A Fistful of Brain Teasers

Cyclist is travelling at 12/60 = 0.2 miles/minute. It will take 6/0.2 = 30 minutes to reach the bridge. The cyclist running 25 minutes late, the train takes 5 minutes to reach the bridge, traveling 6 miles. Train is travelling at 6/5 = 1.2 miles/minute or 72 miles per hour.

But if it’s British Rail, there was a leaf on the line and the train was late by 4 hours.

Yes, I know ! this one is old as the hills. But at least HH won't have to resort to the internet or tap up his mathematical genius of a son in order to get the answer

Three men order a bottle of wine at £30 to drink with their meal. They each contribute £10 for it.

The waitress asks the manager, who only has a bottle at £25, so he gives the waitress this wine and £5 change. She returns to the table but gives only £3 back, keeping £2 for herself.

Since each man paid £10 and received £1 change he has paid £9. But 3 x 9 = £27, which with the £2 kept by the waitress makes £29.

Where did the pound go? .........(no Brexit jokes please !)

Oh ! go on then. Post as many Brexit jokes as you like !

And for a bit of variety.......and just as easy !

I have two cylinders. The first one made of lead and the other of titanium.

They are identical in physical dimensions and is each painted red, so that you cannot tell which is which.

They both weigh the same, the lead cylinder being hollow and the titanium solid.

The hollow cylinder, being lead, does not sound hollow.

How can you distinguish between the two cylinders without scratching or damaging either and without using any other object ?

fatcat posted:

Place them both somewhere they will get hot. When you pick them up, the lead will feel hotter, due to its higher coefficient of thermal conductivity.

Alternativley, if they where cooled down, the lead would feel colder.

 

Or, if you have suitable measuring capability, lead has a higher thermal expansion: a 30cm lead cylinder would increase in length by nearly half a millimetre more than a titanium one if plunged into boiling water to heat from room temperature (this assuming the paint is not damaged by the boiling water). (Yes I had to look that up!)

But much quicker and easier than the above is test with a magnet, as unlike lead, titanium is weakly paramagnetic, and should be attracted to a magnet. It may be easiest to test by bringing  hanging a small strong magnet on a thread and bringing a vertical wall of each cylinder in turn close to the magnet. But that is using another object, so doesn't count. So of course is the boiling water to heat, so Fatcat's answer may be best - they only have to be a few degrees above or below body temp.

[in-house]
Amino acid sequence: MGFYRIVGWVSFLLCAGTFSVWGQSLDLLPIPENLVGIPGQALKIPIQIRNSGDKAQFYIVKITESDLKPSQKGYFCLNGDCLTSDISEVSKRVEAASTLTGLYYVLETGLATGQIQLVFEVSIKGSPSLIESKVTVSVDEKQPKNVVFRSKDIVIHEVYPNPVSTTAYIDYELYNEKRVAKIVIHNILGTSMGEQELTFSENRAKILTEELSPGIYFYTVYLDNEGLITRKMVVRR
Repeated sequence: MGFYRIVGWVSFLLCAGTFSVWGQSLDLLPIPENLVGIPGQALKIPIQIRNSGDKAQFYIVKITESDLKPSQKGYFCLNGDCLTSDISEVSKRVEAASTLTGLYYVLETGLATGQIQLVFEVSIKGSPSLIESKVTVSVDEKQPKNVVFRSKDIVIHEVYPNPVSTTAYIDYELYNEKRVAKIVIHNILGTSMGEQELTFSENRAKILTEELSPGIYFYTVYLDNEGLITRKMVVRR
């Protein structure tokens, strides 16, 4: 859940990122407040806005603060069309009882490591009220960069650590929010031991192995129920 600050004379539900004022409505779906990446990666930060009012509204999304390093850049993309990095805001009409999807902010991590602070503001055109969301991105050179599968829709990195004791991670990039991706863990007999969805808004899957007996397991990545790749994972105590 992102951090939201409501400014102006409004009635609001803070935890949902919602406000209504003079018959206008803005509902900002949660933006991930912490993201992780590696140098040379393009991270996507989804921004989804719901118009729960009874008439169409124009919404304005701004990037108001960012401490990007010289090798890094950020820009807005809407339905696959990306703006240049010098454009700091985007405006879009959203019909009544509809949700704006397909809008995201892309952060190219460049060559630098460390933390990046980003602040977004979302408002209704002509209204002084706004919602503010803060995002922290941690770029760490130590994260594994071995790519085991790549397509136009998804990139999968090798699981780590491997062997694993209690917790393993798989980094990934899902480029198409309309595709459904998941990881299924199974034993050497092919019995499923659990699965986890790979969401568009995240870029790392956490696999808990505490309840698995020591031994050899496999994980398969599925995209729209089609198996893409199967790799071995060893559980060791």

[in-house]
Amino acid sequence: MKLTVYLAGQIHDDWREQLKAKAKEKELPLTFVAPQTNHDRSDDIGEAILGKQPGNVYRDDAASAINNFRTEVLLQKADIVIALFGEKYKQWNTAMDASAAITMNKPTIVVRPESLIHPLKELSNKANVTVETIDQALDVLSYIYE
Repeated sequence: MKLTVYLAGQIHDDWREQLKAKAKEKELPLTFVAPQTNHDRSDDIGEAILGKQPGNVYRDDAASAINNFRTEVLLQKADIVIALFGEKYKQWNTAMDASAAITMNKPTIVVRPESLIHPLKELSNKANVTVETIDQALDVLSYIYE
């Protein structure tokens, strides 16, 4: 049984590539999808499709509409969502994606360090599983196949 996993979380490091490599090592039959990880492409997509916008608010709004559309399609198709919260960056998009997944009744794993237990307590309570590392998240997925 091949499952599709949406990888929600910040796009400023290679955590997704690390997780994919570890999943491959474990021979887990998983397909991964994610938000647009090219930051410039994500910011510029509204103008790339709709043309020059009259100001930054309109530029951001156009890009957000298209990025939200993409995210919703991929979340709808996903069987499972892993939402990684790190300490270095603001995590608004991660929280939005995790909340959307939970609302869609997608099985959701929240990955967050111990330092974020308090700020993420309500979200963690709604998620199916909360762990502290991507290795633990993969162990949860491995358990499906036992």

David Hendon posted:

Roll them down an inclined plane and the lead one will get to the bottom first.....

best

David

Only if you let go of it first!  Anyway, Don might complain if he is flying the plane...

However I did stop to wonder about this - would the outer ring of denser material in the lead cylinder increase acceleration in a gravity-induced rolling situation? In free-fall it makes no difference. And the rolling resistance is the same with the same surface paint and shape, size and mass of the objects. On that basis I think not

The rolling resistance is the same, but I am suggesting that the acceleration would be different between the two cylinders as they rolled down the plain (not plane!) because the weight is concentrated further from the surface of the plain in one case. There is no rotation in free fall, so that is a different case.

best

David

Plane was fine, (as opposed to ‘plane). 

I’m just not sure about the acceleration. Why, given that the only driving force is gravity: neither weight nor density affect the acceleration due to gravity, with speed in freefall the same if wind resistance the same, so if the outer part of the cylnder is heavier or lighter shouldn’t make a difference, unless there’s some factor of which I’m unaware?

 

Because the turning moment for the two cylinders is different.....

Or perhaps since they start stationary it’s about inertia, in which case I think, contrary to what I said before, that the solid cylinder will get to the bottom first because gravity acting against its inertia will accelerate the solid cylinder more quickly.

best

David

I preface this by clarifying that I am not an expert in mechanics,so could be missing something, but turning moment is force: why would that make it accelerate faster?

That make me think  - it would get over bumps better, so on an inclined plane with transverse ridges  the lead cylinder may roll faster, so maybe that is an answer?